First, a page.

An Athens-Clarke police detective was in Jacksonville on Saturday when authorities raided his home, but he wasn’t there. It is believed he might have been tipped off when his girlfriend, Elizabeth Irene Music, got picked up soon before near the home they share.

Authorities were able to obtain the cooperation of an unidentified witness who arranged to meet with Nordahl in Hilliard, Fla., about 30 miles from Jacksonville. Police were waiting and captured Nordahl after a brief foot pursuit.

Though it could not immediately be learned whether anyone of note was victimized this time by the burglar, Nordahl is suspected of breaking into the historic Cooleenee Plantation in Davies County, N.C., where someone swiped sterling silver items valued about $145,000 and spoons made by Revolutionary War patriot Paul Revere and considered priceless.

A consummate pro who was careful to not leave behind incriminating evidence, the burglar’s “signature” led to Nordahl’s being identified as the prime suspect, authorities said.

The burglar worked patiently and methodically. He disabled phone lines and alarms, carefully removed door panels and replaced them when leaving homes, and took out windows by removing the putty.

Abruzzini helped put Nordahl behind bars more than a decade ago after he broke into three homes in the New York City bedroom community of Greenwich. That included Ivana Trump’s mansion on the Long Island Sound, from which 120 pairs of sterling silver salt and pepper shakers were stolen.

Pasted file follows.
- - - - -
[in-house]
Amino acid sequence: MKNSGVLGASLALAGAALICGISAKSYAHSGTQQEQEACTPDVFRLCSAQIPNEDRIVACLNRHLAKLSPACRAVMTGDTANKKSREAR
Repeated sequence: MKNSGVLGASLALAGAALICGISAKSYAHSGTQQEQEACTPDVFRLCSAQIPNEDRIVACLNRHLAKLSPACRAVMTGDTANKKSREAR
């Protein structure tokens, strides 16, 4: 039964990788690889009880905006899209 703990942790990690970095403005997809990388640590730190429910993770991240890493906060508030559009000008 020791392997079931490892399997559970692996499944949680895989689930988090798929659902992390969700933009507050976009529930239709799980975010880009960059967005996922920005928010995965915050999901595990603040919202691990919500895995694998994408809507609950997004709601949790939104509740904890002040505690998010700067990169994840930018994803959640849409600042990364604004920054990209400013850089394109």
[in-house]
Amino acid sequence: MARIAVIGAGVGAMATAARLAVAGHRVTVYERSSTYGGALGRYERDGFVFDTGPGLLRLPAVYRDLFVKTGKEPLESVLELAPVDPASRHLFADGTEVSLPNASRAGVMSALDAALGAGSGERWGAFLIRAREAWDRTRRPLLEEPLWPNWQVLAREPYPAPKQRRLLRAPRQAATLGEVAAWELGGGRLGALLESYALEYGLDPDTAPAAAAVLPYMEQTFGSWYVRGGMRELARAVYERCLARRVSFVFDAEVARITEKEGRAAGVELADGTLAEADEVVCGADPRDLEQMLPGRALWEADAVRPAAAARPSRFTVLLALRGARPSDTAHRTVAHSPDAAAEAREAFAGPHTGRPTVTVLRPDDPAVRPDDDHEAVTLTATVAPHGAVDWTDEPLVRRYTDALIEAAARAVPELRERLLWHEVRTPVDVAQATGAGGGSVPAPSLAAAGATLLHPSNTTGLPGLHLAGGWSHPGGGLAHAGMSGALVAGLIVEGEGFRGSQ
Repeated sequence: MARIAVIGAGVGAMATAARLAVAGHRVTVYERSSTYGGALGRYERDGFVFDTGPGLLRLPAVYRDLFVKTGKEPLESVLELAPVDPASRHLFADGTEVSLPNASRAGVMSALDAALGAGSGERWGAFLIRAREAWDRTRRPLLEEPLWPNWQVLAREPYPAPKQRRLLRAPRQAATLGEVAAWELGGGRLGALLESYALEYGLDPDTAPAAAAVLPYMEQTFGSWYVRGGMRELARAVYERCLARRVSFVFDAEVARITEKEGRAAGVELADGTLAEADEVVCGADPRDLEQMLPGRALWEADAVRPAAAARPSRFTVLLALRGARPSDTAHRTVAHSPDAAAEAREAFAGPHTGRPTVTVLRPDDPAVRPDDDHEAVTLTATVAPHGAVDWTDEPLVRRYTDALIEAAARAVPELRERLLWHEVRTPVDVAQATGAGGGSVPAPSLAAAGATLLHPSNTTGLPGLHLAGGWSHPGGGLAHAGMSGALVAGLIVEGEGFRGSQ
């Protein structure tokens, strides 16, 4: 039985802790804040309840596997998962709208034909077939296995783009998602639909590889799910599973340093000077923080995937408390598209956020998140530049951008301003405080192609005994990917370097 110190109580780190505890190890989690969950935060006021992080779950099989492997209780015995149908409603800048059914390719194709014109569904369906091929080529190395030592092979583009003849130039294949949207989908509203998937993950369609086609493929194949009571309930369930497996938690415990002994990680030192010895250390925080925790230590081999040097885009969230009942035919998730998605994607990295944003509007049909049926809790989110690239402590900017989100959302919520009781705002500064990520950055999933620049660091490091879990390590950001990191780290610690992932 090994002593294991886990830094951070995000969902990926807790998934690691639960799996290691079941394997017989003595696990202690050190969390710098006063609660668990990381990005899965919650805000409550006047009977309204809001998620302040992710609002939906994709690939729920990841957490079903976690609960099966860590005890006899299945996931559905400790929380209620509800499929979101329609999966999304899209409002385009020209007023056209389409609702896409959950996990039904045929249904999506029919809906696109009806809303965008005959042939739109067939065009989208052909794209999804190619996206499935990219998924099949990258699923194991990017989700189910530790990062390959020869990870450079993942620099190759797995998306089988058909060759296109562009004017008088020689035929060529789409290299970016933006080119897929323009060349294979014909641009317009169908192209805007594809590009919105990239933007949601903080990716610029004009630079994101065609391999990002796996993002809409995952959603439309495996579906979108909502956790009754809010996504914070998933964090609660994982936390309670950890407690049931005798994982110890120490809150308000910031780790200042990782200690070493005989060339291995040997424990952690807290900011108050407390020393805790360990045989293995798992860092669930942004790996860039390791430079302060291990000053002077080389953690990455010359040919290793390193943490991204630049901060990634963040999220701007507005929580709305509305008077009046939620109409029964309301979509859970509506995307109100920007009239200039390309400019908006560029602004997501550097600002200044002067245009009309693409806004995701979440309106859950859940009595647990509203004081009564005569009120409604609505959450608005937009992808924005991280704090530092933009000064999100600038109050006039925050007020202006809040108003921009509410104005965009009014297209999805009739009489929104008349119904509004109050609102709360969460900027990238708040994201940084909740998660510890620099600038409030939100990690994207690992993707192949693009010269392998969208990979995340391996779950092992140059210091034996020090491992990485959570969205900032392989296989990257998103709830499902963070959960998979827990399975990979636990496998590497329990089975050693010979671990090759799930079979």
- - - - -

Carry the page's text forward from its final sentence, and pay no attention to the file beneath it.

At one home in Greenwich, Abruzzini said, the burglar spent two hours removing window moldings and panes to get inside.

Abruzzini, now an officer in Norwalk, Conn., assisted in the current investigation.

After Nordahl was charged in warrants obtained by Connecticut police in 1996, he was nabbed by investigators who followed a trail of burglaries that ran through Chicago and to the suspect near where he grew up in Wisconsin.

In September 1997, Nordahl signed off on a deal with federal prosecutors in which he admitted to 144 burglaries, allowing police in various jurisdictions to clear open cases. In exchange, Nordahl pleaded guilty only to the interstate transport of stolen property.

In accordance with the plea bargain, Nordahl was sentenced in 2000 to five years in prison.

Almost immediately after being paroled the following year, Nordahl went on another burglary spree in Pennsylvania and New Jersey, for which he was sentenced to an additional two years in prison.

More arrests followed after his release in November 2003. He avoided an extradition hearing and became a fugitive as mansion break-ins spread along the East Coast. Nordahl was arrested again in 2004 in Philadelphia. He was sentenced in December 2004 to eight years in prison. When released in November 2010, Nordahl had his probation transferred to Jacksonville, where he and Music ostensibly ran a pool service company.

Mason believes that the latest arrest will finally ended Nordahl’s career.

“By the time he’s finished being shipped from state to state and prosecuted in the various jurisdictions, he’s looking at 100 years or more,” Mason said. “This time it looks like we’ve got him for good.”